Monday, September 29, 2008

Sometimes A Negative Can Be Positive

For about the past month, I haven't been feeling well. At first, I started getting tremendous headaches. Then all-over achiness showed up to the party leaving me feeling like I had a grand case of the Flu. My DH took me to breakfast one Saturday morning knowing that I just didn't have it in me to make breakfast that day plus I hadn't been off the farm for two weeks.
It was at breakfast that he posed the question to me: Did I think it could be West Nile Virus? A few years ago our chicken flock was the sentinel flock for our county. When they finally came up with a positive reading, we knew the risk was high that we could have WNV with us each summer as a large wetlands preserve is right behind our place. So, we don long pants and long-sleeved shirts when working outside at dusk and dawn during the summer months. We also slather ourselves with DEET. Still, this year, two of the little bugger mosquitoes got me. It was about two weeks after that incident I started feeling "non-optimal".
So, after the breakfast I began to think maybe I should actually see our doctor and see if maybe DH was on to something. After all, I'm in that over 50 group with "problems". Better safe than sorry, right? A week ago I went in and was sent for the obligatory blood-letting. It was only today I received the results. Negative for WNV. Whew! I dodged it for another year! The assessment made was that I actually did have the flu combined with massive allergy reactions to the bountiful pollen season this year.
So, like the mammatus clouds you see below, something negative can be a positive in life!

(I took this photograph of these beautiful storm clouds from the pasture. Where I was standing there was dead-silence, but these signify great turbulence in the high elevation winds aloft.)
And now that I'm feeling better, on to making some hard decisions as to whom to keep, and who goes from our little this economy and with hay at $20/bale I can not over-winter any but the best of the flock. So now I must make some very hard decisions. I'll keep you posted...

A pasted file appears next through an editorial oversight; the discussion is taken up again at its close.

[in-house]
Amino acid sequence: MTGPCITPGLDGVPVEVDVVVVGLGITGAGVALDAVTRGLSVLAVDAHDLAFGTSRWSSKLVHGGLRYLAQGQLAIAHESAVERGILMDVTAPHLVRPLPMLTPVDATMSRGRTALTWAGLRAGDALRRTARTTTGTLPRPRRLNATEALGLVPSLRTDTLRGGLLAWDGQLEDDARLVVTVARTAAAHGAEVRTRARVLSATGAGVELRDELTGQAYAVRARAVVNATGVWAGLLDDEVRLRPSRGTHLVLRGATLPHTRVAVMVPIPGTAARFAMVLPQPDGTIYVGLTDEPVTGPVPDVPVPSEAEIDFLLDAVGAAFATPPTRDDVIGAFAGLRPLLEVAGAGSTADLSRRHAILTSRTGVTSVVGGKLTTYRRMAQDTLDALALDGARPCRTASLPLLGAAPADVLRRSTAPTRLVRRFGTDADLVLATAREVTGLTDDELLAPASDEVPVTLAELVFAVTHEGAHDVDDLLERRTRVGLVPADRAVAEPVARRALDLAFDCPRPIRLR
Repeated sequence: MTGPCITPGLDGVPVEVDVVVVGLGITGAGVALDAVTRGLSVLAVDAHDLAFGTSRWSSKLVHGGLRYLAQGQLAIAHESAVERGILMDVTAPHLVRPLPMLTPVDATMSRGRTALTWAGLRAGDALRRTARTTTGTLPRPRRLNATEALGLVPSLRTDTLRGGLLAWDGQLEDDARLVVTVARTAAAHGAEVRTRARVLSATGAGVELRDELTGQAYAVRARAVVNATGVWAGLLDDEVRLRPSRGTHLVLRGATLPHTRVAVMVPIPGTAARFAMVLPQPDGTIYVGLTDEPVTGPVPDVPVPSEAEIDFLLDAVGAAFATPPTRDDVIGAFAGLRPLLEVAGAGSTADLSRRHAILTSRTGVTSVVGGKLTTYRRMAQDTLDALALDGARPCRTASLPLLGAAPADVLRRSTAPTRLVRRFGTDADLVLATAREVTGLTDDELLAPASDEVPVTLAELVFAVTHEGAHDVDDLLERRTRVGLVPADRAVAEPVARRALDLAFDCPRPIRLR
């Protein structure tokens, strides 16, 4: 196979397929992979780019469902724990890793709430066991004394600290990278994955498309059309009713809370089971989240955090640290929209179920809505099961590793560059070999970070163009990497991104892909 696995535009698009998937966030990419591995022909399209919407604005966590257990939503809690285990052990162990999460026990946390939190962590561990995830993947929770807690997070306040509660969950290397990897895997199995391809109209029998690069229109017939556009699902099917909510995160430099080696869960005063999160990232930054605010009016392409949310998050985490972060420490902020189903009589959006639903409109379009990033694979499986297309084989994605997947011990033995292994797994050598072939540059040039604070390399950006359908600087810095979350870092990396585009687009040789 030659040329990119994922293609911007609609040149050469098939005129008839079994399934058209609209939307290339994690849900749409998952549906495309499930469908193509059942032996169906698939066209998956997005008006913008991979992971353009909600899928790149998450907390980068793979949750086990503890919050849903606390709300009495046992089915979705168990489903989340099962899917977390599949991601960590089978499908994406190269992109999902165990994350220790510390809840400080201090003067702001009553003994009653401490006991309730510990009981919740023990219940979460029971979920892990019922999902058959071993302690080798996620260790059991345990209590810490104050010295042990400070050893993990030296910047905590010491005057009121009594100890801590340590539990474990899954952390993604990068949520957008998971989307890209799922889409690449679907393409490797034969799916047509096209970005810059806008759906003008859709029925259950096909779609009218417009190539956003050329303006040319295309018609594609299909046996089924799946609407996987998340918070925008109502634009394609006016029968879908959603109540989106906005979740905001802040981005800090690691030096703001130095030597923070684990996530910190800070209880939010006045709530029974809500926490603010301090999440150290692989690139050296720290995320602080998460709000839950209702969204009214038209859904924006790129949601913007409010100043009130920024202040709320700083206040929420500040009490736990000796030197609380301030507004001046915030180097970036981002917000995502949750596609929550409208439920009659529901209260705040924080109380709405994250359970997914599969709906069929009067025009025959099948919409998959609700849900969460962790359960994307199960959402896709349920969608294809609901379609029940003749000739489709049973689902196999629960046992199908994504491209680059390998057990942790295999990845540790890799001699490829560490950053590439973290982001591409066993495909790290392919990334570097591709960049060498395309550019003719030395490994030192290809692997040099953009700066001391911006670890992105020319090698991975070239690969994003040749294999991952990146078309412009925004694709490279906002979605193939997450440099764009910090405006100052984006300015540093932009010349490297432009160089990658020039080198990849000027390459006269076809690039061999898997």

Monday, September 15, 2008

Pickles, Part Deux

After a week (In the previous post the Rabbi teaching the class recommended a four-day minimum for making pickles), I decided it was time to try the pickles. I did notice that the contents of the plastic "crock" has changed color. Also some of the spices in the pickling mix had soaked in enough moisture to make them sink to the bottom of the container.

Everything smelled OK...while the dill weed that had been placed on top of the pickling mix had now become soggy and unappealing in look, it still smelled like dill. And now I could smell the definite aroma of garlic mixed in with the dill fragrance. Hmmm...dare I try a taste? Sure. Why not?

I cut a small section out of the middle of a slice from one of the cucumbers. At first, I tasted salt. It was almost overwhelming in its intensity. After the salt flavor receded I did notice some of the other spices and the garlic/dill combination coming through. But over all was that heaviness of the salt.
Now I like salt, don't get me wrong, but this was so intense it was startling. I could see where if you left these "pickles" in this brine bath for a long time they would attain a more sour flavor not unlike cabbage turning into sauerkraut. But after embarking on this educational endeavour, I would have to admit that I prefer my pickles with vinegar. I missed the twang that a good apple cider vinegar imparts in a pickle.

Maybe someday I will appreciate a good true Jewish Kosher pickle. For now, I think I'll stick with my Bread & Butters and the "Kosher Dills" preserved in vinegars. Would I take that class again? Ja, sure ting, you betchya! :)

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Tuesday, September 09, 2008

In A Pickle

About ten days ago, I saw a very interesting little announcement in our local paper. Anyone wishing to learn how to make true Kosher pickles was welcome to sign up for a class being hosted by our local Jewish church. My curiosity now being peaked, I RSVP'd to go.
This past Sunday saw a small group meeting on the campus of NAU (Northern Arizona University). As I walked in to the meeting room I was greeted by two rabbi, both in traditional dress.
There were a few Jewish families there, but I was very glad to see I was not the only Shikseh there. And, Boy! Did I ever learn about Jewish pickles!